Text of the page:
If you’re comfortable at the CLI, WPScan is super easy to get going.
The project is open source on Github and uses the WPScan Vulnerability Database, an open dataset of known WordPress vulnerabilities.
Installation on a Mac is a piece of cake. Other methods and operating systems are documented on Github.
$ git clone https://github.com/wpscanteam/wpscan.git $ cd wpscan $ bundle install --without test
The first time you run
wpscan.rb, you’ll be prompted to update the vulnerability database.
$ ./wpscan.rb [i] It seems like you have not updated the database for some time. [?] Do you want to update now? [Y]es [N]o [A]bort, default: [N]Y [i] Updating the Database ... [i] Update completed.
To scan your own site, simply pass the
$ ./wpscan.rb --url https://ma.ttias.be ... [+] robots.txt available under: '/robots.txt' [!] The WordPress '/readme.html' file exists exposing a version number [+] Interesting header: SERVER: nginx [+] XML-RPC Interface available under: /xmlrpc.php ... [+] WordPress version 4.x.x identified from meta generator ... [+] Enumerating plugins from passive detection ... | 9 plugins found: ... [+] Finished: Sun May 10 16:19:35 2015 [+] Requests Done: 126 [+] Memory used: 20.738 MB [+] Elapsed time: 00:00:12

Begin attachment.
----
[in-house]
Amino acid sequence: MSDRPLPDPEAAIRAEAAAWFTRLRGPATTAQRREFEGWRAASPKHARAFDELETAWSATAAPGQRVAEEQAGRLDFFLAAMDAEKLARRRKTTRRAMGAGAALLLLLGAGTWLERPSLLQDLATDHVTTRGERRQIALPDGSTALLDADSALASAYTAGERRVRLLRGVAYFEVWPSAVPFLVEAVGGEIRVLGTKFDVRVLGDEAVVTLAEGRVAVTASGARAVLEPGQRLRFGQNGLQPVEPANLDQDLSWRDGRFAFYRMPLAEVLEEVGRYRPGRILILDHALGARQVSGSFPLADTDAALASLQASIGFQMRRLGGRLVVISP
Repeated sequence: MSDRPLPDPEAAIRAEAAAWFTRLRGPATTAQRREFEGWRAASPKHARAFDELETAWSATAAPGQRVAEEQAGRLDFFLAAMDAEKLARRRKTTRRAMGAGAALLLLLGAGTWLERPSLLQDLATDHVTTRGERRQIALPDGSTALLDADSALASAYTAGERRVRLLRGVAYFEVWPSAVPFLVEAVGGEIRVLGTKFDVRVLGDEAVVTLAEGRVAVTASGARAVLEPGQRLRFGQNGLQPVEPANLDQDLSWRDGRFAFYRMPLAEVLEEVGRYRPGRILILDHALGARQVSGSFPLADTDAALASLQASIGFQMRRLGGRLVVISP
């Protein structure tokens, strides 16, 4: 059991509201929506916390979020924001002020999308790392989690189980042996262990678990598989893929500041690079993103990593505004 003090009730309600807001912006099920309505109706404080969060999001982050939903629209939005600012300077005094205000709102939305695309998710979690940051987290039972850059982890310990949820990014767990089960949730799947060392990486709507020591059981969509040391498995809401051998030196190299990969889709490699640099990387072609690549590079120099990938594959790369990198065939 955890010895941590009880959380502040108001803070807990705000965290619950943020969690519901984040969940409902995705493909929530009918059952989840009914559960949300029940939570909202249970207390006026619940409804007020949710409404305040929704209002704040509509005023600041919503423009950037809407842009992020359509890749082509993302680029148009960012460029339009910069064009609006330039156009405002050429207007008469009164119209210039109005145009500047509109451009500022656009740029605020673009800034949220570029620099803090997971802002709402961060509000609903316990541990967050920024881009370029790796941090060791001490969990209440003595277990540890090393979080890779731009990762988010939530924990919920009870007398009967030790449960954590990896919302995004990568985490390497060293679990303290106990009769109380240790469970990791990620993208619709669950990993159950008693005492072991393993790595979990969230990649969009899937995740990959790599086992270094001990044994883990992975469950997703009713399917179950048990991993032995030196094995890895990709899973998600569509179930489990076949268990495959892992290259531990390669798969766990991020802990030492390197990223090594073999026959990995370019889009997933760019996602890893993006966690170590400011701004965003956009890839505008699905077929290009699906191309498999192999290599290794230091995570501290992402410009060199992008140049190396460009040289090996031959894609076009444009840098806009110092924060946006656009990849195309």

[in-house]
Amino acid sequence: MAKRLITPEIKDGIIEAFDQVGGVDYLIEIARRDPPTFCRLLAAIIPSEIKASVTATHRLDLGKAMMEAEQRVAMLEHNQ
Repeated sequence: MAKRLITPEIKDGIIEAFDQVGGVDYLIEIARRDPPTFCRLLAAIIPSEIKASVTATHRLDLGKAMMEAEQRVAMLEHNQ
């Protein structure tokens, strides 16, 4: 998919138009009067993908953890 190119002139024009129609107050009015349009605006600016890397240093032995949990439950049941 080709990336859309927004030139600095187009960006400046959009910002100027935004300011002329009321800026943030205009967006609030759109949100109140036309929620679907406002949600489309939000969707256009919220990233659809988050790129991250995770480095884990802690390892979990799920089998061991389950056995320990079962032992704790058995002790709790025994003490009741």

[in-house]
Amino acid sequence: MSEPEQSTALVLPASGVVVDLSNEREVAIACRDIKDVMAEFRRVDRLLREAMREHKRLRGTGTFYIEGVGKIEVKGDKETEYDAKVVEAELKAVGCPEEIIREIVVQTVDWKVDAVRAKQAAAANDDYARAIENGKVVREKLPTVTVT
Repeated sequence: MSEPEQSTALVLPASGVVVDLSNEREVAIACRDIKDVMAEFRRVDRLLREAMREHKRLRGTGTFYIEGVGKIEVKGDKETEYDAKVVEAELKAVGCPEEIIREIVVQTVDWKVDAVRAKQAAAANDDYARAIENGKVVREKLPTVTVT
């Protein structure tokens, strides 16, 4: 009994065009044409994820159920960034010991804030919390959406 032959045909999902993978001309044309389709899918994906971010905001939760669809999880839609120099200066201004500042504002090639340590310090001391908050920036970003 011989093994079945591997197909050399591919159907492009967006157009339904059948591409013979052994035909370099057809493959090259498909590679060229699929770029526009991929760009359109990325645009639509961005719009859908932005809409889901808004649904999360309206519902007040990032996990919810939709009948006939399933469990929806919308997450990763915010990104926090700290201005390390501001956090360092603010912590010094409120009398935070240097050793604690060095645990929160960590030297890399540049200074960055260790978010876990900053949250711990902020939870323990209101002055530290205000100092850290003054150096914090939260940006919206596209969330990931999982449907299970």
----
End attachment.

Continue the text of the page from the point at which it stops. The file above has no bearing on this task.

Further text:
It enumerates all known themes and plugins, detects the WordPress version and gives you a nice summary. In my case, I still had to remove a
readme.html file that exposes the version number.
If it happens to find a known vulnerability, you’ll be notified in the output. Like the example below:
... [!] Title: Jetpack <= 3.5.2 - DOM Cross-Site Scripting (XSS) Reference: https://wpvulndb.com/vulnerabilities/7964 Reference: https://blog.sucuri.net/2015/05/jetpack-and-twentyfifteen-vulnerable-to-dom-based-xss-millions-of-wordpress-websites-affected-millions-of-wordpress-websites-affected.html
This was from an old WordPress I had lying around that hadn’t been updated in a while.
Very useful tool, I would recommend it to everyone to at least scan your own site once!